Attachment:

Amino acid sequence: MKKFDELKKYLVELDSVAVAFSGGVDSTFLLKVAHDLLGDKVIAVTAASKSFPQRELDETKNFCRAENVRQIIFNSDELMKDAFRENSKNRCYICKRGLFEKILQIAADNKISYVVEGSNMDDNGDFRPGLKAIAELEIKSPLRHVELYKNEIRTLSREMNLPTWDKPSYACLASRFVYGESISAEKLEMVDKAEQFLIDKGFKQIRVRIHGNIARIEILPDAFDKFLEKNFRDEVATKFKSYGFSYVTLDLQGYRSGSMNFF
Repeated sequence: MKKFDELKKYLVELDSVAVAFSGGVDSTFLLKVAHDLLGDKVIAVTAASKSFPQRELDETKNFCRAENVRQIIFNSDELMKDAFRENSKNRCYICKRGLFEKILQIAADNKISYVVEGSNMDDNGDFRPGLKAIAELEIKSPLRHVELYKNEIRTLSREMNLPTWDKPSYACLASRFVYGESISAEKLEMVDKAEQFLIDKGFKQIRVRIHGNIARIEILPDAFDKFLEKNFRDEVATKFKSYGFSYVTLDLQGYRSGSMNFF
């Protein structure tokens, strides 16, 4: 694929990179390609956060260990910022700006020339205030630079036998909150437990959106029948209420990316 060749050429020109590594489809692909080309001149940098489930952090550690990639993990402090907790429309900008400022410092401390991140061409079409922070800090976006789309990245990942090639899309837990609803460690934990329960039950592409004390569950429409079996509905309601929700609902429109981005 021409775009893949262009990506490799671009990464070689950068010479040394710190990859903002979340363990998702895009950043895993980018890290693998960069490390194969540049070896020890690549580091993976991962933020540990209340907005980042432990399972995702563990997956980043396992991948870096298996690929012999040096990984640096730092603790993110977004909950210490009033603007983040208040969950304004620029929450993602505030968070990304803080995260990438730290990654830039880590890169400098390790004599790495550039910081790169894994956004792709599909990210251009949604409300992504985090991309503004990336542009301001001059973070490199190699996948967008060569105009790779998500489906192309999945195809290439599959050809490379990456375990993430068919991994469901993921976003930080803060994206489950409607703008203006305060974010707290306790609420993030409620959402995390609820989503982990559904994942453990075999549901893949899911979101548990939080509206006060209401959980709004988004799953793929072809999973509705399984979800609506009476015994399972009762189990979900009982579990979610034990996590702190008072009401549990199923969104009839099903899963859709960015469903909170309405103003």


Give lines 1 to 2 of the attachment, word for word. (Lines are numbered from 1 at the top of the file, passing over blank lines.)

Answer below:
Amino acid sequence: MKKFDELKKYLVELDSVAVAFSGGVDSTFLLKVAHDLLGDKVIAVTAASKSFPQRELDETKNFCRAENVRQIIFNSDELMKDAFRENSKNRCYICKRGLFEKILQIAADNKISYVVEGSNMDDNGDFRPGLKAIAELEIKSPLRHVELYKNEIRTLSREMNLPTWDKPSYACLASRFVYGESISAEKLEMVDKAEQFLIDKGFKQIRVRIHGNIARIEILPDAFDKFLEKNFRDEVATKFKSYGFSYVTLDLQGYRSGSMNFF
Repeated sequence: MKKFDELKKYLVELDSVAVAFSGGVDSTFLLKVAHDLLGDKVIAVTAASKSFPQRELDETKNFCRAENVRQIIFNSDELMKDAFRENSKNRCYICKRGLFEKILQIAADNKISYVVEGSNMDDNGDFRPGLKAIAELEIKSPLRHVELYKNEIRTLSREMNLPTWDKPSYACLASRFVYGESISAEKLEMVDKAEQFLIDKGFKQIRVRIHGNIARIEILPDAFDKFLEKNFRDEVATKFKSYGFSYVTLDLQGYRSGSMNFF